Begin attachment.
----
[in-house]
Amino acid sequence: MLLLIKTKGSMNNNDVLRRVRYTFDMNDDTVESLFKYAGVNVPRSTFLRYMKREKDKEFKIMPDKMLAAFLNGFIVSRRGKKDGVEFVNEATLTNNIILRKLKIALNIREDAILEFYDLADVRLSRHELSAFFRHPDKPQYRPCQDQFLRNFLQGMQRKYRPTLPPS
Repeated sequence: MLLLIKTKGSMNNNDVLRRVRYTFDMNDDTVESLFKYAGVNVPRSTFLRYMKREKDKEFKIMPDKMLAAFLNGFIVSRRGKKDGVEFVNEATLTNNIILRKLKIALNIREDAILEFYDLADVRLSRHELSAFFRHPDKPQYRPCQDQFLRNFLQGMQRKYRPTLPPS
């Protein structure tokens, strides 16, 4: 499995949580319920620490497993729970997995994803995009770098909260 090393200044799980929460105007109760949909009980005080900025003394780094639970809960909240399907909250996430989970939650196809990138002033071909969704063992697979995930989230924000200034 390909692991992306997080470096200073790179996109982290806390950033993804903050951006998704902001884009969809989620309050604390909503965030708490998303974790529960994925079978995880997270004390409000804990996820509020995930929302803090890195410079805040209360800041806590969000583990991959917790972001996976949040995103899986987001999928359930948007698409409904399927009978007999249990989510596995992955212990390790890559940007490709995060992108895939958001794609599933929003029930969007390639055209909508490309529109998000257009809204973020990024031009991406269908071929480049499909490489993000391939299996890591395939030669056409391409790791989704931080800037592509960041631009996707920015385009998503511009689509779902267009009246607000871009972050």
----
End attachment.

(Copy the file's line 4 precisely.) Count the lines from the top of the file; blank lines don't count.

């Protein structure tokens, strides 16, 4: 499995949580319920620490497993729970997995994803995009770098909260 090393200044799980929460105007109760949909009980005080900025003394780094639970809960909240399907909250996430989970939650196809990138002033071909969704063992697979995930989230924000200034 390909692991992306997080470096200073790179996109982290806390950033993804903050951006998704902001884009969809989620309050604390909503965030708490998303974790529960994925079978995880997270004390409000804990996820509020995930929302803090890195410079805040209360800041806590969000583990991959917790972001996976949040995103899986987001999928359930948007698409409904399927009978007999249990989510596995992955212990390790890559940007490709995060992108895939958001794609599933929003029930969007390639055209909508490309529109998000257009809204973020990024031009991406269908071929480049499909490489993000391939299996890591395939030669056409391409790791989704931080800037592509960041631009996707920015385009998503511009689509779902267009009246607000871009972050």